Economic Productivity Growth: It’s Not Just About More Resources

In business we often hear the adage, “Do more with less,” and we try to rise to this challenge. When workers can succeed in using their resources more effectively (in addition to just adding new resources), it helps drive economic growth. Economists call this side of productivity, “multifactor productivity,” and it’s measured by comparing economic output to the inputs required to produce it. In other words, it looks at how effectively existing machinery, equipment, and other capital inputs (in addition to labor) are being used to produce goods and services. Multifactor productivity is driven by things like technological improvement, the education and skills of the labor force, and efficiency in using resources.

Both multifactor productivity and overall productivity have increased more slowly in the current business cycle than in prior cycles, suggesting that the recent uptick in firms’ capital spending (discussed previously) may indeed continue. But this isn’t only about just more resources. Capital spending also often includes updating equipment and technology and committing to worker training to ensure that the new technologies can be used effectively. That, in turn, should lead to increases in profitability, worker compensation, and government revenues—thus boosting economic growth.

As the chart below illustrates, multifactor productivity has been anemic since the Great Recession, consequently stifling labor productivity, as firms have opted to spend more cash on stock buybacks and dividend payments versus reinvesting in their businesses via capital expenditures. The Great Recession also contributed to a potential decline in skills following the largest disruption to labor markets since the Great Depression. The productivity slowdown indicates that stimulating productivity gains is challenging in the absence of workers’ access to resources that enable them to produce goods and services more efficiently.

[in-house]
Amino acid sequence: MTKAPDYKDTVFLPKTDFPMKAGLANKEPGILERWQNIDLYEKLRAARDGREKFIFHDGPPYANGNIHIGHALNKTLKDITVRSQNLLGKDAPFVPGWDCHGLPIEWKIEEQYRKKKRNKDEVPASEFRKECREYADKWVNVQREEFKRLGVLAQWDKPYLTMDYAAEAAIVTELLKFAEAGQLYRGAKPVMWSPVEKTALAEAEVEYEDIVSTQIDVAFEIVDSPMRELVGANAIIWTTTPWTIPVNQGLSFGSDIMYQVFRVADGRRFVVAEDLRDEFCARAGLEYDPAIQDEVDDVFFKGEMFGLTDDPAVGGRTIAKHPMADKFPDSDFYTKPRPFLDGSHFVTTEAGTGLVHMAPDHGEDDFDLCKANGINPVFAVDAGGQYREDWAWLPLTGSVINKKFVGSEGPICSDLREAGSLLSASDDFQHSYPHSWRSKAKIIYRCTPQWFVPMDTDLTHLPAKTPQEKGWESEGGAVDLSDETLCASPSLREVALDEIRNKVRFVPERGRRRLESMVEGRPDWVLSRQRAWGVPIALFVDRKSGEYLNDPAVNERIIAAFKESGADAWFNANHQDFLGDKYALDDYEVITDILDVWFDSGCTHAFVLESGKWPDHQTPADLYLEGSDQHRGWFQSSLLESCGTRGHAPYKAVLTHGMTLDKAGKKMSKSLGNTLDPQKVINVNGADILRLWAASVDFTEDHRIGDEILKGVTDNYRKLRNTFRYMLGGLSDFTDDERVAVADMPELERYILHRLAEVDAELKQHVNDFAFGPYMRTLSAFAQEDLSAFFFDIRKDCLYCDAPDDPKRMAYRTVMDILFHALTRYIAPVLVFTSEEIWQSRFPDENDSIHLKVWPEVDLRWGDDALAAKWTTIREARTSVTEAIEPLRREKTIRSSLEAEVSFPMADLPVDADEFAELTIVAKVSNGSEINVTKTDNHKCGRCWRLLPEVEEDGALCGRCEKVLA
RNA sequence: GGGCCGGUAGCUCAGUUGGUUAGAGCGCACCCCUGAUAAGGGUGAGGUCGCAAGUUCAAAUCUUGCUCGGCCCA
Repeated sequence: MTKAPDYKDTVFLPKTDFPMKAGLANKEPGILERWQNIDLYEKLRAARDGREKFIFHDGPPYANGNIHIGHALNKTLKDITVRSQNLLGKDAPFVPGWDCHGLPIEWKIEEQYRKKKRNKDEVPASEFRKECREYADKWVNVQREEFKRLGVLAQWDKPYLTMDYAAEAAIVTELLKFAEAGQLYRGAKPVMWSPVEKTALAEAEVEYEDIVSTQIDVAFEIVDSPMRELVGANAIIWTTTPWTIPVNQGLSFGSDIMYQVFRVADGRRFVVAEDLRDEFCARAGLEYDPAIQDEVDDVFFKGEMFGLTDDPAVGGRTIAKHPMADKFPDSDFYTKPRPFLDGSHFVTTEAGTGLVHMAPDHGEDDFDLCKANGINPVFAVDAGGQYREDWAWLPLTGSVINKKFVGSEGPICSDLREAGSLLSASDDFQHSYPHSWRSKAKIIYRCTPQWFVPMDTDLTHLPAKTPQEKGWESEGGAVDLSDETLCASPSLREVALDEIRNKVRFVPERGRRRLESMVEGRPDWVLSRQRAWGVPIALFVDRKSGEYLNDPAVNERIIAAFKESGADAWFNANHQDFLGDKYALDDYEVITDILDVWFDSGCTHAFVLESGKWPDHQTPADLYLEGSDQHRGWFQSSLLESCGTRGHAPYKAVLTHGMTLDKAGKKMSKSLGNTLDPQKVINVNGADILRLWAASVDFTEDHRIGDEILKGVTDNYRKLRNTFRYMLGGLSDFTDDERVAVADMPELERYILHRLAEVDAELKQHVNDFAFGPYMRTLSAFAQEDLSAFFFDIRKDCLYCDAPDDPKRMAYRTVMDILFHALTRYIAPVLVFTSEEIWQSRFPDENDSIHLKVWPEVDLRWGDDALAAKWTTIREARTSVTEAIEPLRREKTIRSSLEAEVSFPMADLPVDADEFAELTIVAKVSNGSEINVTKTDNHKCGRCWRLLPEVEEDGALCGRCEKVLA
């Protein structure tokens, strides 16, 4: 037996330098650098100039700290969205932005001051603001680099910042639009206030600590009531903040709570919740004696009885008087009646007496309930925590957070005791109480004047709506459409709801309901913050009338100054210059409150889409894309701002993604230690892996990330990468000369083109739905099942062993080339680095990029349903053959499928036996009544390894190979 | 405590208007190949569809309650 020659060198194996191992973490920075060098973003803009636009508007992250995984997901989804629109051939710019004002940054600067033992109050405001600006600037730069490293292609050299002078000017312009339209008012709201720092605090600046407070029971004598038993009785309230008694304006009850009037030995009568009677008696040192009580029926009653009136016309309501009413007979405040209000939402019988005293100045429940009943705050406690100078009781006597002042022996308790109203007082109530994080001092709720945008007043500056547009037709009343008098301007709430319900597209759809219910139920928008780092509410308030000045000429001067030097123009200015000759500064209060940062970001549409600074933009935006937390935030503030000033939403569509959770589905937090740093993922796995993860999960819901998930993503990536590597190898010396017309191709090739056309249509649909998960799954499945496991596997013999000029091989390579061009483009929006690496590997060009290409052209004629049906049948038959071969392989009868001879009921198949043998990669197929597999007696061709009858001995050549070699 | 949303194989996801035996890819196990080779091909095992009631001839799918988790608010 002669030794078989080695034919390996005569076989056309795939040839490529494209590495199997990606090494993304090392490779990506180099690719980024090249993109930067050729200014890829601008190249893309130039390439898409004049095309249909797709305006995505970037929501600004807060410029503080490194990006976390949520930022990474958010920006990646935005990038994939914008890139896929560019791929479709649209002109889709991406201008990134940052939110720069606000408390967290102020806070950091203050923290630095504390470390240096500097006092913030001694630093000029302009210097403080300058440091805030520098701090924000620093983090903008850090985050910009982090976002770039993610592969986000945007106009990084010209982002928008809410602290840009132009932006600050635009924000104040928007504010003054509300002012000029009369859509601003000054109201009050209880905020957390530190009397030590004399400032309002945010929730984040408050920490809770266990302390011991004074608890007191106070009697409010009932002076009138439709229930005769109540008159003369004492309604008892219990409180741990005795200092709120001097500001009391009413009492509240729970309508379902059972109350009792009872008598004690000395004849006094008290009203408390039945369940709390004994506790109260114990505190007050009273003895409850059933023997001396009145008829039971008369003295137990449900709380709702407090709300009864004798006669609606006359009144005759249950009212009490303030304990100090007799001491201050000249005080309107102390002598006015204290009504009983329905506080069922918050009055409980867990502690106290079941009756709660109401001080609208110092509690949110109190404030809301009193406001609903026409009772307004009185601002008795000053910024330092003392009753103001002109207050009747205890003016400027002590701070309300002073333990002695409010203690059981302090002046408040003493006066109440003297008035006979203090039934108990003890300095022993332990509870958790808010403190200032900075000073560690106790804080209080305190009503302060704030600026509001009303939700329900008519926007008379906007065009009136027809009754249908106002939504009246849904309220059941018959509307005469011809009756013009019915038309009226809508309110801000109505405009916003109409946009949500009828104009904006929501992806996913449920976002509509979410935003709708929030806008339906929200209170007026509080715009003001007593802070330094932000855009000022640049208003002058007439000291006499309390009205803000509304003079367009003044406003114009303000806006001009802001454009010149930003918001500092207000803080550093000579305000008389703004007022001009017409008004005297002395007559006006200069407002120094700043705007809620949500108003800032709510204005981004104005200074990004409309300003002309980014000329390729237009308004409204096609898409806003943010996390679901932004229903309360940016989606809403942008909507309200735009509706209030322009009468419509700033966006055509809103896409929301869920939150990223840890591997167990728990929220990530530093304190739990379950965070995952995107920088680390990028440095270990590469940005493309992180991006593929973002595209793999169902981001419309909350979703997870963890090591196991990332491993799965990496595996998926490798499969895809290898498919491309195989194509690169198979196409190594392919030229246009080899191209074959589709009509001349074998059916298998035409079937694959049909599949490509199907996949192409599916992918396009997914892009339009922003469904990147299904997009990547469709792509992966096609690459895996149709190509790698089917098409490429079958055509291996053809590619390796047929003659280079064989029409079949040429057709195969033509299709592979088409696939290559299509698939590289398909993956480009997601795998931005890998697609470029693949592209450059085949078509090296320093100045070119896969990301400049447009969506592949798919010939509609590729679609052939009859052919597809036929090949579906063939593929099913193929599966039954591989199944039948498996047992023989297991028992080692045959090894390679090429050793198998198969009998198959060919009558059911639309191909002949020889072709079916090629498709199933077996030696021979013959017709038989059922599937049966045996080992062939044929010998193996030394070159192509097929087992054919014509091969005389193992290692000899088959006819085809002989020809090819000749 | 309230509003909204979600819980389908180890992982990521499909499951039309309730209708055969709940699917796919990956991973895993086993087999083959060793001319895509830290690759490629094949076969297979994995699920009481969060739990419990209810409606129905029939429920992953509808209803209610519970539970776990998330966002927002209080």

From an investment perspective, analyzing the underlying factors of productivity may be another way to help better forecast which market sectors and industries are better positioned to benefit from a pickup in business spending.

 

IMPORTANT DISCLOSURES

The economic forecasts set forth in the presentation may not develop as predicted.

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